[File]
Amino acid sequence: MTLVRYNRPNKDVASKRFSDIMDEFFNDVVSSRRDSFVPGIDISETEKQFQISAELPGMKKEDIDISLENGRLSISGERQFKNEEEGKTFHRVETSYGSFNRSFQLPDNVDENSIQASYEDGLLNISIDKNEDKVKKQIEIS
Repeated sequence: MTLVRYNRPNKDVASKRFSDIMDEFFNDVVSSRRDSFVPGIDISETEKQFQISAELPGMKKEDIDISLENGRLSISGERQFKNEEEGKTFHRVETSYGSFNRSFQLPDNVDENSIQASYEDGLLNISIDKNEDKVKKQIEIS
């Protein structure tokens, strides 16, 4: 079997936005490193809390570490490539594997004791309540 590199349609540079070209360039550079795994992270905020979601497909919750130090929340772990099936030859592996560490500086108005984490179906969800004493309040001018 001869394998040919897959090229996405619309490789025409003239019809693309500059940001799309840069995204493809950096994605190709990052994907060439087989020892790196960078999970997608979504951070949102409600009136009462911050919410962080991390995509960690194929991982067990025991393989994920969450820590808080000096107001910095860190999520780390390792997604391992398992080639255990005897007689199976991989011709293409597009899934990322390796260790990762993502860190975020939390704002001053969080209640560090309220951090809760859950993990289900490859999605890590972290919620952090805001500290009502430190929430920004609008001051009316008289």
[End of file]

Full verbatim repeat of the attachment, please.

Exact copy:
Amino acid sequence: MTLVRYNRPNKDVASKRFSDIMDEFFNDVVSSRRDSFVPGIDISETEKQFQISAELPGMKKEDIDISLENGRLSISGERQFKNEEEGKTFHRVETSYGSFNRSFQLPDNVDENSIQASYEDGLLNISIDKNEDKVKKQIEIS
Repeated sequence: MTLVRYNRPNKDVASKRFSDIMDEFFNDVVSSRRDSFVPGIDISETEKQFQISAELPGMKKEDIDISLENGRLSISGERQFKNEEEGKTFHRVETSYGSFNRSFQLPDNVDENSIQASYEDGLLNISIDKNEDKVKKQIEIS
């Protein structure tokens, strides 16, 4: 079997936005490193809390570490490539594997004791309540 590199349609540079070209360039550079795994992270905020979601497909919750130090929340772990099936030859592996560490500086108005984490179906969800004493309040001018 001869394998040919897959090229996405619309490789025409003239019809693309500059940001799309840069995204493809950096994605190709990052994907060439087989020892790196960078999970997608979504951070949102409600009136009462911050919410962080991390995509960690194929991982067990025991393989994920969450820590808080000096107001910095860190999520780390390792997604391992398992080639255990005897007689199976991989011709293409597009899934990322390796260790990762993502860190975020939390704002001053969080209640560090309220951090809760859950993990289900490859999605890590972290919620952090805001500290009502430190929430920004609008001051009316008289």